Becoming Something   Becoming Something: The Story of Canada Lee
by Mona Z. Smith

(Faber and Faber; ISBN: 0571211429)

"Becoming Something, Mona Z. Smith's biography of Lee, is a mission accomplished. Her goal is bringing back Lee's fabulous personal journey from obscurity. Armed with extensive research and huge files hoarded by his widow, Smith has put together a richly detailed and mostly persuasive narrative....Smith, herself a playwright, does even greater service by recovering for us Canada Lee as a brilliant stage actor....The revelations of Smith's narrative are many. Who remembers the brightness with which Lee's reputation shone in the world of entertainment during the 1940s; his New York playboy period; the nightclub he kept running for many years; his occasional stints as a swing band leader; his friendships with Paul Robeson, Langston Hughes, Ed Sullivan and Welles; his many admiring girlfriends? But the book also shows us an unfamiliar Lee, whose social consciousness is always developing and whose activism is always vigorous....Becoming Something does an important thing. It makes possible much more discussion and reflection on a life that still has lessons to teach us." Clyde Taylor, Washington Post READ FULL REVIEW

"...Smith's well-crafted biography does due honor to Canada Lee, a man who deserves recognition not only as a pioneering activist, but also as a superb actor. Gregory McNamee, Reuters/Hollywood Reporter READ FULL REVIEW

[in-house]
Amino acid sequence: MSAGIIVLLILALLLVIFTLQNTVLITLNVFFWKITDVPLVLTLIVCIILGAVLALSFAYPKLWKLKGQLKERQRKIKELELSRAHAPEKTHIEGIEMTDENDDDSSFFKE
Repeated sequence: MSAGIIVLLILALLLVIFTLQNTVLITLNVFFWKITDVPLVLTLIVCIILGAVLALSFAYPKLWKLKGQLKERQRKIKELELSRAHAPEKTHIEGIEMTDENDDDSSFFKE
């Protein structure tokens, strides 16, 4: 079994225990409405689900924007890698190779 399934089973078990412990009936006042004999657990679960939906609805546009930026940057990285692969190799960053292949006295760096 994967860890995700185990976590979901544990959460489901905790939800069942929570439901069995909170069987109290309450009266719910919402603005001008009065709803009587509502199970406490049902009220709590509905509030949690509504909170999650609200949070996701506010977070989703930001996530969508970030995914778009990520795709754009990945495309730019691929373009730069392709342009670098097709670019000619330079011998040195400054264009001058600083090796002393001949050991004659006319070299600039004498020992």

Smith's lucid, well-researched and sympathetic but not uncritical life of Canada Lee should go some distance toward reviving the memory of this activist native son. Maurice Isserman, Chicago Tribune READ FULL REVIEW

This is one of the most poignantly written biographies I have ever read. Some biographies have perfect pitch. This is one of them. Carl Rolly, New York Sun READ FULL REVIEW

"A successful prizefighter whose career ended abruptly, Lee went from being the lord of the ring to the toast of the town when he discovered acting. Arguably one of the greatest black actors of his time, Lee's name today is a hardly mentioned in the annals of Broadway and Hollywood stardom, yet Lee broke new ground in his relentless pursuit of roles that would defy the stereotypical portraits of blacks as toadies and lackeys. An indefatigable champion of human rights, Lee's passion for justice and equality drew the attention of the HUAC, where such liberal causes were synonymous with communism. His placement on the dreaded blacklist ended Lee's career, and his early death is often attributed to the McCarthy witch hunt. Indeed, Lee's story is as tragic as those he portrayed on stage: a meteoric rise, a precipitous fall, and betrayal by people he trusted. Smith wondrously brings to life a man whose impact on American theater and culture was far too great to be allowed to lapse into obscurity." Carol Haggas Booklist

"Mona Z. Smith has used her considerable gifts as a dramatist and storyteller to illuminate the astonishing odyssey of Canada Lee, a man who challenged racism in every quarter, here and abroad, for thirty years, and usually prevailed. Here at last is a full length portrait of this forgotten hero." Daniel Mark Epstein, author of Lincoln and Whitman and Nat King Cole